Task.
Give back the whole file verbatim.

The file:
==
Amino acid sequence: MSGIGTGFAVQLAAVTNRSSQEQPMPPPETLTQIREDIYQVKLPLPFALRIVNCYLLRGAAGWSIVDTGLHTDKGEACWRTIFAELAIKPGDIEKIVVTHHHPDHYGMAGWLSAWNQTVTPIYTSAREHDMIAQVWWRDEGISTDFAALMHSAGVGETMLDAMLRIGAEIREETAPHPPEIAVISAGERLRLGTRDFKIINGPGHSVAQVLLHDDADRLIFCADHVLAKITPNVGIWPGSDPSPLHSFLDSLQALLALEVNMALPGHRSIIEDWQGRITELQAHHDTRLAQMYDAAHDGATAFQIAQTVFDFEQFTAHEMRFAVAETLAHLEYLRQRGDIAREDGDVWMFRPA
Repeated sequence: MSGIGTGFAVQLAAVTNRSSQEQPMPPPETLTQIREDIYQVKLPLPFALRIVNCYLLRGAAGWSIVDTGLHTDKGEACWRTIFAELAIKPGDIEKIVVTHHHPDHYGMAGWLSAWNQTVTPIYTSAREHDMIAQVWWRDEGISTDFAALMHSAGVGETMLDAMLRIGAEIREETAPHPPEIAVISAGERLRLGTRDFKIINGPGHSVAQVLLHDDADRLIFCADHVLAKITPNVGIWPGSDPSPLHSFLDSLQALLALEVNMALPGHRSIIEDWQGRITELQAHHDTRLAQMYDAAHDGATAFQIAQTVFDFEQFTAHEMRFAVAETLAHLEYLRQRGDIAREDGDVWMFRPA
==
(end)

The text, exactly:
Amino acid sequence: MSGIGTGFAVQLAAVTNRSSQEQPMPPPETLTQIREDIYQVKLPLPFALRIVNCYLLRGAAGWSIVDTGLHTDKGEACWRTIFAELAIKPGDIEKIVVTHHHPDHYGMAGWLSAWNQTVTPIYTSAREHDMIAQVWWRDEGISTDFAALMHSAGVGETMLDAMLRIGAEIREETAPHPPEIAVISAGERLRLGTRDFKIINGPGHSVAQVLLHDDADRLIFCADHVLAKITPNVGIWPGSDPSPLHSFLDSLQALLALEVNMALPGHRSIIEDWQGRITELQAHHDTRLAQMYDAAHDGATAFQIAQTVFDFEQFTAHEMRFAVAETLAHLEYLRQRGDIAREDGDVWMFRPA
Repeated sequence: MSGIGTGFAVQLAAVTNRSSQEQPMPPPETLTQIREDIYQVKLPLPFALRIVNCYLLRGAAGWSIVDTGLHTDKGEACWRTIFAELAIKPGDIEKIVVTHHHPDHYGMAGWLSAWNQTVTPIYTSAREHDMIAQVWWRDEGISTDFAALMHSAGVGETMLDAMLRIGAEIREETAPHPPEIAVISAGERLRLGTRDFKIINGPGHSVAQVLLHDDADRLIFCADHVLAKITPNVGIWPGSDPSPLHSFLDSLQALLALEVNMALPGHRSIIEDWQGRITELQAHHDTRLAQMYDAAHDGATAFQIAQTVFDFEQFTAHEMRFAVAETLAHLEYLRQRGDIAREDGDVWMFRPA